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Local services companies unfazed by HP/EDS merger

Local services companies unfazed by HP/EDS merger

Local companies are taking a business as usual view

Local integrators and outsourcers are playing down the impact of a possible merger between HP and EDS on the IT services market.

Last week, HP announced a deal to acquire IT outsourcer, EDS, for $US13.9 billion. Media reports suggested this is a play to overtake IBM in the $16.9 billion Australian IT services market.

However, IBM maintains the greatest market share - just over 13 per cent - and local companies are taking a business as usual view.

"I think it will have little consequence for our business here in Australia," Datacom CEO, Michael Browne, said. "I don't really feel it will play out for or against us."

While the pairing might make a bigger player, Browne noted this can be a challenge when chasing smaller contracts.

"I think the objectives of the acquisition are more oriented towards Europe and North America. So I don't really look at it as any significant change or shift in the market here at all," he said.

Many observers also pointed out mergers and acquisitions activity within the integration and outsourcing space has been on the cards for some time.

"We have been saying for some time that there will be some level of consolidation in the industry," Fujitsu A/NZ CEO, Rod Vawdrey, said. "I think that this world we live in today is a world of co-opetition. We have several business relationships with EDS even though we compete with them. And we have very strong relationships with HP even though we compete with them. I would predict that it may have some small impact in terms of having another tier-one player that is actively in outsourcing."

While IBM declined to comment IBRS analyst, Alan Hansell, believed its number one position will not be threatened by the new merger.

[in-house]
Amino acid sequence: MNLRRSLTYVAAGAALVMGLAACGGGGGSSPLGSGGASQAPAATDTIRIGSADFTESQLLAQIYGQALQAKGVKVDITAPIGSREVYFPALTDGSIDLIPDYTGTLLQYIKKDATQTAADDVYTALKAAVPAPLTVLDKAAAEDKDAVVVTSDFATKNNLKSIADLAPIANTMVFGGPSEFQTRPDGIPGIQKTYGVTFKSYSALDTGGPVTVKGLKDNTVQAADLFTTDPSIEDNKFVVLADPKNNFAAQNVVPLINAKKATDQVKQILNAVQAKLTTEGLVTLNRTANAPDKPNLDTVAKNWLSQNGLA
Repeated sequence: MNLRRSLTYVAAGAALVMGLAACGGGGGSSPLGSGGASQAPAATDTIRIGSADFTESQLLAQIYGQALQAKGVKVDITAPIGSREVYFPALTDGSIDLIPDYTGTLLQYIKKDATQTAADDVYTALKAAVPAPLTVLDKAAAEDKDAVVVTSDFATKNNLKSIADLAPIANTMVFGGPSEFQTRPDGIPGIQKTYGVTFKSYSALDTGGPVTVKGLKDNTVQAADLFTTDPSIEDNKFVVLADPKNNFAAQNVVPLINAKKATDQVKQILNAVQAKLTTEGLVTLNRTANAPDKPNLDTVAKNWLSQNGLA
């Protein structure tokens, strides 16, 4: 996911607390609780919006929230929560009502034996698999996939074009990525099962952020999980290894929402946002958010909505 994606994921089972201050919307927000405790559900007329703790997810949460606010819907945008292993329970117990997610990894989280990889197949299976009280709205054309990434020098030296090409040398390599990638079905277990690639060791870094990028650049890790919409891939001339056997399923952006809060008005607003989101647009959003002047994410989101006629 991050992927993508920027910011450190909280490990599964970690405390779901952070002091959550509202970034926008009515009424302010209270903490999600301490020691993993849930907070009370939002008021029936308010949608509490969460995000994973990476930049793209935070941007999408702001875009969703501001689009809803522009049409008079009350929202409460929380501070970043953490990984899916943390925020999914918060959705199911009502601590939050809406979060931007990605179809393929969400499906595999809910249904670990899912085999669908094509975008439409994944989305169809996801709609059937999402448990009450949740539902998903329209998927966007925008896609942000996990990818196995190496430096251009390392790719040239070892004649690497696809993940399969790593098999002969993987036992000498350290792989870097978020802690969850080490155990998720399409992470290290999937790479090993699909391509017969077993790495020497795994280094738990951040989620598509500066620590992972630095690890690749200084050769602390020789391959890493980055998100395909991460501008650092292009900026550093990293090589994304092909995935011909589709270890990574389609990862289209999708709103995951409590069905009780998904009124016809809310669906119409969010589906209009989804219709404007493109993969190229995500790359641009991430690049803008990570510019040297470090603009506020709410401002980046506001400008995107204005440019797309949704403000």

"I wish them [HP and EDS] well in their attempt to get into the number one slot," he said. "But I think that is a tall ask."

Hansell acknowledged EDS' strong capabilities in technical and infrastructure services but claimed it will still face obstacles developing a full services model even with HP. "HP has also not been strong in that market," he said. "It is a complex market when you are servicing applications and I question how they will get to IBM's dominance."

And while on paper the merger looks to set HP on the right course to challenge IBM, other hurdles may arise.

"My understanding is that they are two quite different cultures," Hansell said. "HP has more been renowned in the past as a more flexible organisation, innovative. EDS came out of the US military.

"HP must bring about a major cultural change within EDS to make it a more innovative organisation."

According to other players in the market, the merger also presents an opportunity to snap up new positions.

"From our perspective in the local market there is one less big choice for customers," Dimension Data solutions and services director, David D'aprano, said. "That potentially leads to opportunities for us where clients may be looking for partners. Potentially it opens it up for people like ourselves who want to focus on specific service offerings whether it be at the upper enterprise or mid-market."

A local EDS spokesperson said it was too early to know details of the merger's impact on local operations and staff.


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